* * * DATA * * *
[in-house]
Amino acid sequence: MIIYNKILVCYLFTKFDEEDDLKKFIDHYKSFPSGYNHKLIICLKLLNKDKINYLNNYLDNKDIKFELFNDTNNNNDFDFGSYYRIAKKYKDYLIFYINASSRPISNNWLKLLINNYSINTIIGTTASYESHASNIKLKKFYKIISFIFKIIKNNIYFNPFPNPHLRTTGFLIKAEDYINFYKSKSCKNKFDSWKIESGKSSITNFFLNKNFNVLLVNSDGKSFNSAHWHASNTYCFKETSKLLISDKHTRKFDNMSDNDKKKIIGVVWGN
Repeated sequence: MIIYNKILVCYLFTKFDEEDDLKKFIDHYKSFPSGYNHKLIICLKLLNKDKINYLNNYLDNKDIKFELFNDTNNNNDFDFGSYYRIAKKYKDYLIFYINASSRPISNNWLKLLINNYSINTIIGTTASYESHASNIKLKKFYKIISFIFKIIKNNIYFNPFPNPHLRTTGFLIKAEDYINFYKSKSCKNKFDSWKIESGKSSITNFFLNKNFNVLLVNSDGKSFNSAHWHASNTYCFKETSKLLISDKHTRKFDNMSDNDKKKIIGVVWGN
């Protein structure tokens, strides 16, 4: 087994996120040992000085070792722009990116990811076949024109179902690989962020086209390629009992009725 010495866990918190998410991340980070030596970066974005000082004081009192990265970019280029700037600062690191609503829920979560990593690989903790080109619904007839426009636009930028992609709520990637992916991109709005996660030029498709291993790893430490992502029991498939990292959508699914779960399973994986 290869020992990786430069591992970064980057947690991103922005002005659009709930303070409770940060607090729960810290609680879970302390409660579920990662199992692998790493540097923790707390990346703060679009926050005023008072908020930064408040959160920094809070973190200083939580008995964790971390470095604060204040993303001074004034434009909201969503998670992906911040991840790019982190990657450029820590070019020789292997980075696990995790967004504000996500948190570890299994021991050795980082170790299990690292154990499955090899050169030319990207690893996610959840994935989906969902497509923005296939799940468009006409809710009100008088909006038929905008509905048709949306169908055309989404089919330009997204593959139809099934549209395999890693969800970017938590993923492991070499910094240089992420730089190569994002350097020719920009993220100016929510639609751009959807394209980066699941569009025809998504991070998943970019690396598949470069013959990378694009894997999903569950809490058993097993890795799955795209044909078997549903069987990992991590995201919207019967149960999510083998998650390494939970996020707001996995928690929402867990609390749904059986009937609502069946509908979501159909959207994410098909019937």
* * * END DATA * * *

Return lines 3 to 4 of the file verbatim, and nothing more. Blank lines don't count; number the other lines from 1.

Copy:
Repeated sequence: MIIYNKILVCYLFTKFDEEDDLKKFIDHYKSFPSGYNHKLIICLKLLNKDKINYLNNYLDNKDIKFELFNDTNNNNDFDFGSYYRIAKKYKDYLIFYINASSRPISNNWLKLLINNYSINTIIGTTASYESHASNIKLKKFYKIISFIFKIIKNNIYFNPFPNPHLRTTGFLIKAEDYINFYKSKSCKNKFDSWKIESGKSSITNFFLNKNFNVLLVNSDGKSFNSAHWHASNTYCFKETSKLLISDKHTRKFDNMSDNDKKKIIGVVWGN
């Protein structure tokens, strides 16, 4: 087994996120040992000085070792722009990116990811076949024109179902690989962020086209390629009992009725 010495866990918190998410991340980070030596970066974005000082004081009192990265970019280029700037600062690191609503829920979560990593690989903790080109619904007839426009636009930028992609709520990637992916991109709005996660030029498709291993790893430490992502029991498939990292959508699914779960399973994986 290869020992990786430069591992970064980057947690991103922005002005659009709930303070409770940060607090729960810290609680879970302390409660579920990662199992692998790493540097923790707390990346703060679009926050005023008072908020930064408040959160920094809070973190200083939580008995964790971390470095604060204040993303001074004034434009909201969503998670992906911040991840790019982190990657450029820590070019020789292997980075696990995790967004504000996500948190570890299994021991050795980082170790299990690292154990499955090899050169030319990207690893996610959840994935989906969902497509923005296939799940468009006409809710009100008088909006038929905008509905048709949306169908055309989404089919330009997204593959139809099934549209395999890693969800970017938590993923492991070499910094240089992420730089190569994002350097020719920009993220100016929510639609751009959807394209980066699941569009025809998504991070998943970019690396598949470069013959990378694009894997999903569950809490058993097993890795799955795209044909078997549903069987990992991590995201919207019967149960999510083998998650390494939970996020707001996995928690929402867990609390749904059986009937609502069946509908979501159909959207994410098909019937």